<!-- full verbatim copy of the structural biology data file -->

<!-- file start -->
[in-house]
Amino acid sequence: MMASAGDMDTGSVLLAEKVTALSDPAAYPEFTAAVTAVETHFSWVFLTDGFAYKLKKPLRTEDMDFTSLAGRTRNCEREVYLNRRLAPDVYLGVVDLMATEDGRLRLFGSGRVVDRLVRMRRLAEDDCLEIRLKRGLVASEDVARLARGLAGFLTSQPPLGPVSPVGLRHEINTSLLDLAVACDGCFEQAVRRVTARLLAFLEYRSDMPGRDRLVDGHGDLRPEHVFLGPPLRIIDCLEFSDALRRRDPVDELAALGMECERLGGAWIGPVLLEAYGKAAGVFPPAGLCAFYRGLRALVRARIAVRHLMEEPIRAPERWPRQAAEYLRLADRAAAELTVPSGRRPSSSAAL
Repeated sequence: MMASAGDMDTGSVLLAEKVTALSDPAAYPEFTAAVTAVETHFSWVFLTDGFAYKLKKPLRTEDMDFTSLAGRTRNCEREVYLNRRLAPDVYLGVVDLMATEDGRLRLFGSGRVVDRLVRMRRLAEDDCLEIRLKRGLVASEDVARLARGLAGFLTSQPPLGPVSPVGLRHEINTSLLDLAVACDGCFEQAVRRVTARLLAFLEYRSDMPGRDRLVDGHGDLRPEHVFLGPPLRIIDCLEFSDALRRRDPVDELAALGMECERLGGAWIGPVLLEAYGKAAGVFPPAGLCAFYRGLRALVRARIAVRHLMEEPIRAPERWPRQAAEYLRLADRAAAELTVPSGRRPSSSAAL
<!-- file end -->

[in-house]
Amino acid sequence: MMASAGDMDTGSVLLAEKVTALSDPAAYPEFTAAVTAVETHFSWVFLTDGFAYKLKKPLRTEDMDFTSLAGRTRNCEREVYLNRRLAPDVYLGVVDLMATEDGRLRLFGSGRVVDRLVRMRRLAEDDCLEIRLKRGLVASEDVARLARGLAGFLTSQPPLGPVSPVGLRHEINTSLLDLAVACDGCFEQAVRRVTARLLAFLEYRSDMPGRDRLVDGHGDLRPEHVFLGPPLRIIDCLEFSDALRRRDPVDELAALGMECERLGGAWIGPVLLEAYGKAAGVFPPAGLCAFYRGLRALVRARIAVRHLMEEPIRAPERWPRQAAEYLRLADRAAAELTVPSGRRPSSSAAL
Repeated sequence: MMASAGDMDTGSVLLAEKVTALSDPAAYPEFTAAVTAVETHFSWVFLTDGFAYKLKKPLRTEDMDFTSLAGRTRNCEREVYLNRRLAPDVYLGVVDLMATEDGRLRLFGSGRVVDRLVRMRRLAEDDCLEIRLKRGLVASEDVARLARGLAGFLTSQPPLGPVSPVGLRHEINTSLLDLAVACDGCFEQAVRRVTARLLAFLEYRSDMPGRDRLVDGHGDLRPEHVFLGPPLRIIDCLEFSDALRRRDPVDELAALGMECERLGGAWIGPVLLEAYGKAAGVFPPAGLCAFYRGLRALVRARIAVRHLMEEPIRAPERWPRQAAEYLRLADRAAAELTVPSGRRPSSSAAL